Does Poverty Fuel Extremism?


I saw an interesting article recently entitled, “Driven to extremes: How poverty fuels extremism, and how to help Africa’s youth.” The title immediately caught my attention, not least because of the October attacks in Somalia. For the past three years I’ve been wondering how strong the connection is between poverty and the increased activity of extremist groups - Al Shabaab in Somalia, Boko Haram in Nigeria, ISIS in Iraq and Syria, and of course, the longer standing Taliban, Al-Qaeda, Hamas - sadly, the list goes on. To find an article from a reputable source (Siddharth Chatterjee, the UN Resident Coordinator in Kenya) connecting these issues was really helpful.

Of course, terrorism is a multi-faceted, complex issue that I wouldn’t dare to pretend to fully understand. In his 2015 article, “Don’t Dismiss Poverty’s Role in Terrorism Yet,” David Sterman begins by outlining the popular arguments against poverty as a root cause of extremism, primarily that (1) there are millions of poor people who are never radicalized, (2) many terrorist organizations recruit upper and middle class members, and (3) some studies show little to no connection between the two.

Photo courtesy AllAfrica.com
While Sterman acknowledges the strengths of these arguments, he goes on to challenge the assumption that they dismiss any connection between poverty and extremism altogether. Highlighting studies that do point toward poverty as a key motivator for young people to join certain extremist groups, he cautions pundits and journalists against making sweeping generalizations about terrorist organizations. All factors must be weighed individually, and in context.

For example, Sterman points out that “American Somalis - 82 percent of whom live near or below the poverty line according to a 2008 Census Bureau study - are the source of the largest groups travelling to fight with jihadist groups abroad.” That’s a connection that can’t be ignored. In the end, Sterman calls for more concrete data on the topic, as well as for a commitment to interpreting that data in its context - we can’t continue to paint all terrorist groups with the same religious fanaticism brush. It’s just too complex of an issue.

So, three years after David Sterman published his cautionary article, I’m reading a key UN official’s plea for the world to take poverty more seriously as we struggle to implement global security. And his plea is based on that new data Sterman called for. The more I read, the more I’m concerned that the world isn’t listening.

According to a 2017 report by the UNDP (and contrary to public perception), many extremists in developing countries in Africa are not motivated by religious ideology. In a survey of 500 members of African extremist groups the vast majority cited lack of employment, healthcare, education, security, and housing as the primary reasons they joined these violent groups.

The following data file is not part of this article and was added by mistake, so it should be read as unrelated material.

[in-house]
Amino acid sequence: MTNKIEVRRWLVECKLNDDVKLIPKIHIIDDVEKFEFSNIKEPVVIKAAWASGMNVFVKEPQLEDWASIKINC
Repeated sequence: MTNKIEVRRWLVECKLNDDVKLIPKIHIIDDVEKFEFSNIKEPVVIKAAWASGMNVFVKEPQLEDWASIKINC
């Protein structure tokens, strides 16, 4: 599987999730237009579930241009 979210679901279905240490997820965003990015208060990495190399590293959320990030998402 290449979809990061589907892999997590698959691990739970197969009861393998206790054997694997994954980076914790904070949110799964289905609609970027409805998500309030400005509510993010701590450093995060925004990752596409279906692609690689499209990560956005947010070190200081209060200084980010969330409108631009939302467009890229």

It turns out, terrorism is a poverty issue, after all.

While terrorist groups can be motivated by history, ethnicity, personal disenfranchisement, power, and yes, sometimes religion, in Africa they seem to be primarily motivated by poverty.

And I think that’s actually good news.

Because poverty is an issue we can do something about.

Youth in Africa need shelter. They need healthcare. They need education. They need stable homes. And a lot of that boils down to the economy - their parents need jobs and the youth need a future to hope for.

We shouldn't be surprised when youth raised in refugee camps with no hope of exiting those camps turn to extremism.

We shouldn't be surprised when youth raised in cities with no job prospects turn to extremism.

Youth who watch their siblings die of preventable illnesses, youth who see their family’s crops fail without adequate rainfall, youth whose hopes for education are dashed because of a need for child labour - these youth are made extremely vulnerable to radicalization. And one of the major culprits is poverty.

If we want to get serious about ending terrorism we need to get serious about ending poverty.

Development isn’t a silver bullet solution to extremism. The complexity and unique makeup of individual terrorist groups is not going to magically disappear if we show up with clean water and education. But the world must start taking poverty seriously as a major contributing factor to our collective, global insecurity, and committing to do something about it.

About Eryn Austin Bergen: Raised in West Africa, Eryn has a keen interest in issues of development and poverty, and how those intersect with God's message of justice and hope for all peoples. She enjoys poetry, preaching on occasion, and pumpkins. Eryn has worked as the Creative Copywriter at Food for the Hungry Canada since 2014.




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Food for the Hungry: Does Poverty Fuel Extremism?
Does Poverty Fuel Extremism?
Food for the Hungry
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